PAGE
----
This was something my editor and I talked about a lot as I revised THE SEVENTH WISH. I wanted to tell this story in a way that was honest and true, without sugar coating the realities of opioid addiction, but also in a way that was age appropriate for readers aged 9-13. I think my roles as educator and parent both played into that. Kids can often handle so much more than we think. We knew that kids who had been through similar experiences might find a lifeline in this book, as it reflected back their emotions, but we also knew that the book would probably be a window for many other readers, giving them a glimpse at a family experiencing a crisis that might not be familiar. This is how we build empathy, how we think about what it might like to be someone else, and also how we might react if we were in a similar situation some day. Given all of that, my editor and I had to work hard to make sure the depiction of drug use wasn’t over-the-top scary. All of the heroin use, for example, takes place out of Charlie’s sight, and therefore, out of the reader’s sight as well. So the story really ends up being about the experience of a family member who loves and worries about an addict and has to deal with her own emotions swirling around the family crisis as well.
You use a traditional fairy tale device with the wishing fish. It works in this modern setting because, unlike old-time fairy tales, Charlie realizes the absurdity of it. She even refers to her English classes about wishing stories, and the difficulty in wishing right. If you should ever catch a wishing fish, what would your wish be?
I’d think long and hard before making any wishes. The temptation, of course, would be to find just the right words to wish for world peace, but like Charlie, I’ve read enough wishes-gone-wrong stories to know that even the most kind-hearted wishes can backfire.
At 24 Carrot Writing we are big on goal setting. Do you set detailed writing goals, broad yearly goals or do you fly by the seat of your pants?
I keep a bullet journal, so I have pretty detailed lists of my monthly writing goals as well as daily to-do lists. Also, I am geeky enough that I love talking & writing about how I organize my writing life, so if you’re interested, I have a whole blog post about my bullet journal here: http://www.katemessner.com/bullet-journaling-childrens-author-version/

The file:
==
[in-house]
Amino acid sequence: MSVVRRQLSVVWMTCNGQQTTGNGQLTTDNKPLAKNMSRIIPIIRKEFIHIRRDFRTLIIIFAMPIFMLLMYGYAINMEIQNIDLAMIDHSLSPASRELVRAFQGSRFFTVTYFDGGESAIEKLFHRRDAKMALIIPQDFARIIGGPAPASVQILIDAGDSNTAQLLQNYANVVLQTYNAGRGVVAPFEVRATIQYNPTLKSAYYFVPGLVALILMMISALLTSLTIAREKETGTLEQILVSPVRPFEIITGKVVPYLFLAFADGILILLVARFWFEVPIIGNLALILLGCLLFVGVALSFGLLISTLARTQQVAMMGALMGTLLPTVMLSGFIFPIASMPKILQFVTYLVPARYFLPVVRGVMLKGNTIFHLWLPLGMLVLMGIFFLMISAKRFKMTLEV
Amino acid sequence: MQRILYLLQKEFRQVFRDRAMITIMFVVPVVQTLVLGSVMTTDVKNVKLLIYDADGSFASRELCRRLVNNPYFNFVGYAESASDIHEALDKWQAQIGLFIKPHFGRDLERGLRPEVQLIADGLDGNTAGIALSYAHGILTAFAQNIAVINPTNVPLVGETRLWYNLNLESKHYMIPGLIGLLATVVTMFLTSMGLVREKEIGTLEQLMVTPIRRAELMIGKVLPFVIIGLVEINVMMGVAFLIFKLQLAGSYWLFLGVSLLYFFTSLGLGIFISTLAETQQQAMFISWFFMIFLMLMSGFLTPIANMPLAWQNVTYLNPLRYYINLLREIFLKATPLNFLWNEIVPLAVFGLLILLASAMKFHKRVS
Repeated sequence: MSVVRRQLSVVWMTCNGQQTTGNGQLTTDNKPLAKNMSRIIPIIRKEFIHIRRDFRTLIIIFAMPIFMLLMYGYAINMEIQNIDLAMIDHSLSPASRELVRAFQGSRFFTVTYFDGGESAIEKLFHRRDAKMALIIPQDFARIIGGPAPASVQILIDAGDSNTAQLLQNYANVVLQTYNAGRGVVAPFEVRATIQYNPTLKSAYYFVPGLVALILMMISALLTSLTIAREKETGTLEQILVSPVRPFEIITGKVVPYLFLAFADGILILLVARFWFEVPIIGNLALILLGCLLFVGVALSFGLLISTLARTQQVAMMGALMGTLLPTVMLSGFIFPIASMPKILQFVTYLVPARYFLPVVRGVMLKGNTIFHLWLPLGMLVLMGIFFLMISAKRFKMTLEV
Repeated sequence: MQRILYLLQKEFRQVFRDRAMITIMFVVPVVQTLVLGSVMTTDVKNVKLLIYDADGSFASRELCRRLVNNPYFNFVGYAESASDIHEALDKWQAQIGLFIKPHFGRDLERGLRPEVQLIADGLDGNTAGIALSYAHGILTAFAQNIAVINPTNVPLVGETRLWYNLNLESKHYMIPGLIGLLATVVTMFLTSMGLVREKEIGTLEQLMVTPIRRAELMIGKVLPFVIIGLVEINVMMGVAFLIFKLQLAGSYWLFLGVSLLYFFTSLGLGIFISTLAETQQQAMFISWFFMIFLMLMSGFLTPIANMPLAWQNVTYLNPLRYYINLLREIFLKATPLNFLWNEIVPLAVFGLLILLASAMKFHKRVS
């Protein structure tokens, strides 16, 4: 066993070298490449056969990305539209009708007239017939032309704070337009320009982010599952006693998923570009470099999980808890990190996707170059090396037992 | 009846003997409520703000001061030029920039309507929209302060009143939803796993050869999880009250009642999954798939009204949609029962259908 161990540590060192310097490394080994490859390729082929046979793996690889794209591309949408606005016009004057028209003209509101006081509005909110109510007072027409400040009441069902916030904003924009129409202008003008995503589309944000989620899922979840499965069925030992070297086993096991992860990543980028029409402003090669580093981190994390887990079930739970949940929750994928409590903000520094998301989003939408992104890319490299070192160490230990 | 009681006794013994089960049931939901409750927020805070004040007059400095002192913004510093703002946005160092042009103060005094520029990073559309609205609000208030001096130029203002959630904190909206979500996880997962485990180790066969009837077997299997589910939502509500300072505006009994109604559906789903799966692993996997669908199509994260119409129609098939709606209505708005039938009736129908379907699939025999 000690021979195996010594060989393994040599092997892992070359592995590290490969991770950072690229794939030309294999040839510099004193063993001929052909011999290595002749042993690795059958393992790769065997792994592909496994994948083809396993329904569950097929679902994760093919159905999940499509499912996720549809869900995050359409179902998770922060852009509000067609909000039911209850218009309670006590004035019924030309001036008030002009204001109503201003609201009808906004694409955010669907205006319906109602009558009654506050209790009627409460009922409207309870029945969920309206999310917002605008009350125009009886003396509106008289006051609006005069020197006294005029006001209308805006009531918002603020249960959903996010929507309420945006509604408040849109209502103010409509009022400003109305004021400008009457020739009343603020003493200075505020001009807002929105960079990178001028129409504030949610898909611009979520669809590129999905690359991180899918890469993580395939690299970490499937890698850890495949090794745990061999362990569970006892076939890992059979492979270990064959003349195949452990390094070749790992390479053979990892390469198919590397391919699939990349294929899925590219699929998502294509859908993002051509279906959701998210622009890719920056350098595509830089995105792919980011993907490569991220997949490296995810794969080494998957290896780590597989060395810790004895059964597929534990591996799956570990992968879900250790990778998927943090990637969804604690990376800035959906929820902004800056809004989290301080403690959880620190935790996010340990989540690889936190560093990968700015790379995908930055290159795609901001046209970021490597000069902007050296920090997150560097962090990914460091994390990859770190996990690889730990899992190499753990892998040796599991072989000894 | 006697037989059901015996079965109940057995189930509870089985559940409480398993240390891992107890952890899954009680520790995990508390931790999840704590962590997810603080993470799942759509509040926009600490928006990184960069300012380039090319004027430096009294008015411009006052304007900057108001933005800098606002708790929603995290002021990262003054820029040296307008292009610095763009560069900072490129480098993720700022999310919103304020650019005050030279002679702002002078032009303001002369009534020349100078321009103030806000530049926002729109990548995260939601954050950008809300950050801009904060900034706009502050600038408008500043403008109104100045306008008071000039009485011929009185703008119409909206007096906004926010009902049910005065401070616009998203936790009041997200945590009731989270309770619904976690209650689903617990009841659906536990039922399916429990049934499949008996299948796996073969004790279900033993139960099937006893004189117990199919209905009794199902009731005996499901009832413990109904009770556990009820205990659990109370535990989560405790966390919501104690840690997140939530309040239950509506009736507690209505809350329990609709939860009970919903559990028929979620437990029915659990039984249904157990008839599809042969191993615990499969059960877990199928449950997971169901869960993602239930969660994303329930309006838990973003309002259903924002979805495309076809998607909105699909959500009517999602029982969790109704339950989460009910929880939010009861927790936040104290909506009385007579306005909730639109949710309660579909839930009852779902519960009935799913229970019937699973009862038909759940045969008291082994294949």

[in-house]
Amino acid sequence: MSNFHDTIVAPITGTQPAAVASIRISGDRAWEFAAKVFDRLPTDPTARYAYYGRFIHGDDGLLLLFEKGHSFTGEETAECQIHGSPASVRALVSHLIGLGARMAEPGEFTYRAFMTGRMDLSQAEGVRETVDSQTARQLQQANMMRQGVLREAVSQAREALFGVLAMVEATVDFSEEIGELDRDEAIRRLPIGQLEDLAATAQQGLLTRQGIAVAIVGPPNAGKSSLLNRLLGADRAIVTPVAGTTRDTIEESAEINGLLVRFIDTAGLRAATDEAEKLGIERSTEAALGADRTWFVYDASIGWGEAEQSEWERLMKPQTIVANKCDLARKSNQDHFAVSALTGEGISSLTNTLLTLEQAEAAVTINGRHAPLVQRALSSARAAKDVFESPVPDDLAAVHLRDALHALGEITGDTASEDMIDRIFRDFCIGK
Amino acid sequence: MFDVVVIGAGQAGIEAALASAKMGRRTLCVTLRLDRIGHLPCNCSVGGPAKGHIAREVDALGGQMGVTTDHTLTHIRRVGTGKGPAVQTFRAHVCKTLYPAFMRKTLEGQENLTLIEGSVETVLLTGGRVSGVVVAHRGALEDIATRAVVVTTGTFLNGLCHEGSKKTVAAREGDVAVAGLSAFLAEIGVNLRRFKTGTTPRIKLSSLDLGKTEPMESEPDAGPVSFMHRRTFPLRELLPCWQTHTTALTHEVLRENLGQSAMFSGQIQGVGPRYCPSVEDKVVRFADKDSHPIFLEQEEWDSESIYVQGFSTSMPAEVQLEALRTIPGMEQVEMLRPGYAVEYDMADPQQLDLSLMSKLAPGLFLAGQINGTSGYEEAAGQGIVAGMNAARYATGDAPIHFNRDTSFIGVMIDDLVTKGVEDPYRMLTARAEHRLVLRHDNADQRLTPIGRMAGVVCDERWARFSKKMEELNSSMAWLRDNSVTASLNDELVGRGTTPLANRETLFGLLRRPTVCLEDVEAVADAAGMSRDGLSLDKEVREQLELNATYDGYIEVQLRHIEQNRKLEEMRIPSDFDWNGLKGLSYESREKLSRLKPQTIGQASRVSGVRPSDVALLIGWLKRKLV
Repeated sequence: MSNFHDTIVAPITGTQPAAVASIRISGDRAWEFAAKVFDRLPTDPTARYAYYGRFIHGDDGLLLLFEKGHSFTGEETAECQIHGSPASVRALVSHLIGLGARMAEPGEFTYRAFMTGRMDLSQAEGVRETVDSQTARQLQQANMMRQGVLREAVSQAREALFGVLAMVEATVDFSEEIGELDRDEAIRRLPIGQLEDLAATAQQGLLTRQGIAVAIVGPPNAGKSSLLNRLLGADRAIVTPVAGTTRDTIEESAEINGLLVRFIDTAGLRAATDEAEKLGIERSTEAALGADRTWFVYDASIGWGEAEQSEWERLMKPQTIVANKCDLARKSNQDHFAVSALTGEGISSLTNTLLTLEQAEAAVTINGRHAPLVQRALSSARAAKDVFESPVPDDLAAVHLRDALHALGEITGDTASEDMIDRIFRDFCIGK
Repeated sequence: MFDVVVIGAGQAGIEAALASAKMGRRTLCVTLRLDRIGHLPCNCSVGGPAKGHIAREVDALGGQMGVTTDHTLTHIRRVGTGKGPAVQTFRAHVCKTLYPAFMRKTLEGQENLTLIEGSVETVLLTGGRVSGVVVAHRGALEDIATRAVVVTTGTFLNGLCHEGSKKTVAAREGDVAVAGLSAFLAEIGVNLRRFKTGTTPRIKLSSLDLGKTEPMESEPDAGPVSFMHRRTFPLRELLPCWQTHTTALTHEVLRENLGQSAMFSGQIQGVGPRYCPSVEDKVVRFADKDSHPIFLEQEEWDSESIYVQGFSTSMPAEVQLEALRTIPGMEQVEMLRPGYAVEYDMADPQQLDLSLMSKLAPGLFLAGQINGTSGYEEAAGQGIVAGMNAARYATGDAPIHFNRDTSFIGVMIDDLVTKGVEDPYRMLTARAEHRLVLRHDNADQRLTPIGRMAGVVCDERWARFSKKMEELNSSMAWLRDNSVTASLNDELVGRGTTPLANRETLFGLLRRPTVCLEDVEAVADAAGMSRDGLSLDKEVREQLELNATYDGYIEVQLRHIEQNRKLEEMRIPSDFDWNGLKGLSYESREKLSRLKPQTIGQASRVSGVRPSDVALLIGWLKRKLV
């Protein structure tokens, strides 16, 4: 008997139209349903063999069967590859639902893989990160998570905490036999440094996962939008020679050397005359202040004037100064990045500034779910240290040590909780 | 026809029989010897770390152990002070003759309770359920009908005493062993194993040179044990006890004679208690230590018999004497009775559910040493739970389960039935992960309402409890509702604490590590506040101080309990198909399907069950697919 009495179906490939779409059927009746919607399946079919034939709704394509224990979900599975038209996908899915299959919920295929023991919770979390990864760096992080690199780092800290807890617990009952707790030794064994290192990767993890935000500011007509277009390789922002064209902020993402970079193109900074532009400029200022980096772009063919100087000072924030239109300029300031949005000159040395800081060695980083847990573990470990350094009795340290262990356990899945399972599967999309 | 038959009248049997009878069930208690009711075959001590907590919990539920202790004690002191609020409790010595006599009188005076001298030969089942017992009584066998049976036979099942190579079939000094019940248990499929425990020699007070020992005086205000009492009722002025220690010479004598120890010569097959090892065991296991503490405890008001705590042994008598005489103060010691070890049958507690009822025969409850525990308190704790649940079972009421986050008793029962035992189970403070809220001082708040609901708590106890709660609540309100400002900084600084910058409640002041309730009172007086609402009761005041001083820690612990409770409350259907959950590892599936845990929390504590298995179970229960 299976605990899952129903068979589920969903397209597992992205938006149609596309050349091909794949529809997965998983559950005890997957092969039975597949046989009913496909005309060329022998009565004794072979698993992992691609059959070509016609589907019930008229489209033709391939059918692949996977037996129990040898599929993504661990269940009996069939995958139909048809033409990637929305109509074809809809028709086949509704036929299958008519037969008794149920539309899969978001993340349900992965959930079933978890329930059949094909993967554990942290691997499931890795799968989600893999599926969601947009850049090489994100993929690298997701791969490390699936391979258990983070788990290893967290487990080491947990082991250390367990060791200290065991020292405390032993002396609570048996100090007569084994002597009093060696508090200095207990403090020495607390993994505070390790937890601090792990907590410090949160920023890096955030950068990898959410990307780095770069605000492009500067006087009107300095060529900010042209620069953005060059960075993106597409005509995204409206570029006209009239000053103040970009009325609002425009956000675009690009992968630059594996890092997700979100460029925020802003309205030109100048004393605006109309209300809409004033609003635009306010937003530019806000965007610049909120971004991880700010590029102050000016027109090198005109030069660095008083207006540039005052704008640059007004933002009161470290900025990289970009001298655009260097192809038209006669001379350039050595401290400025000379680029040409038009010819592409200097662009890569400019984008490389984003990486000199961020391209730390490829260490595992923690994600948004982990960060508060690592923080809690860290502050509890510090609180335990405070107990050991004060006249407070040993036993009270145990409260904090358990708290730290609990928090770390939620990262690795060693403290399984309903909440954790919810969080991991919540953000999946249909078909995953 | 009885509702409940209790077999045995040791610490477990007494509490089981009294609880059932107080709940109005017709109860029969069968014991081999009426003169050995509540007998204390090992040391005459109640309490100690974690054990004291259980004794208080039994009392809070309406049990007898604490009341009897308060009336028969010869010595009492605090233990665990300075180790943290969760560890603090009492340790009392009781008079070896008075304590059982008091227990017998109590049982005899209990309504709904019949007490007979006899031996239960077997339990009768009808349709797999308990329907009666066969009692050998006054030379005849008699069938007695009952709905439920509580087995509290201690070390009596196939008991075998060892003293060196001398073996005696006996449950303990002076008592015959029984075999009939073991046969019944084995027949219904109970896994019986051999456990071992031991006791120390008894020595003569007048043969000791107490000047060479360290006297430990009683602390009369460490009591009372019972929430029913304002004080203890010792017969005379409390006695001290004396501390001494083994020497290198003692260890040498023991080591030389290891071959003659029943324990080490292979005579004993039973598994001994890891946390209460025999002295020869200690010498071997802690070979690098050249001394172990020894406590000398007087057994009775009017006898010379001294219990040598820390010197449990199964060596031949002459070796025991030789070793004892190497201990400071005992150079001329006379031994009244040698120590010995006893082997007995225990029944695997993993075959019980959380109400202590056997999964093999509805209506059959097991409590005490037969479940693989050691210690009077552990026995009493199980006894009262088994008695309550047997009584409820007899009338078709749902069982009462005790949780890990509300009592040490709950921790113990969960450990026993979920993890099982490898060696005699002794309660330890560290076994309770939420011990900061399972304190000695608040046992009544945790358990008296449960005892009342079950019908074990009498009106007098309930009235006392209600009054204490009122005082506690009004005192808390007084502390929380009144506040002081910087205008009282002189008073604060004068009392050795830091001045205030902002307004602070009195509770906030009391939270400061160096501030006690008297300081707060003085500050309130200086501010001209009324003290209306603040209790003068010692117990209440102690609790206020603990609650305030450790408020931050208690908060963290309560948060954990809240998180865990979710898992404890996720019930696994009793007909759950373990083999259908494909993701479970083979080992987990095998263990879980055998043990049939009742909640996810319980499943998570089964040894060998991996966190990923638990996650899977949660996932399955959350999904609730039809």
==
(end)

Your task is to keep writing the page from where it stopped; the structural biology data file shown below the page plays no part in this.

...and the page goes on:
You are such a prolific writer, yet you do school visits and many other public appearances as well. How do you structure your writing time? Do you write on specific days or do you write every day?
Hahahhaha!!!! Oh, sorry…. You’ve asked this question about balance on a day when I haven’t been home in three weeks and I’m staring down a full in-box as well as two manuscripts that need revising, and all of that is buried under two suitcases full of laundry. I hope you’ll forgive my maniacal laughter.
In a perfect world, I do try to keep some balance. Typically, I try not to travel more than a few days a month, and on the days that I’m home, I do write every weekday, usually from around 8am to noon. Then I take a break to work out and have lunch, and I’ll either deal with email and business things after that or get another hour or two in after lunch, before my daughter gets home from school. On my travel days, the writing is more sporadic and tends to come in quick bursts, over dinner at the airport, on the plane, or scribbled in a notebook in the car.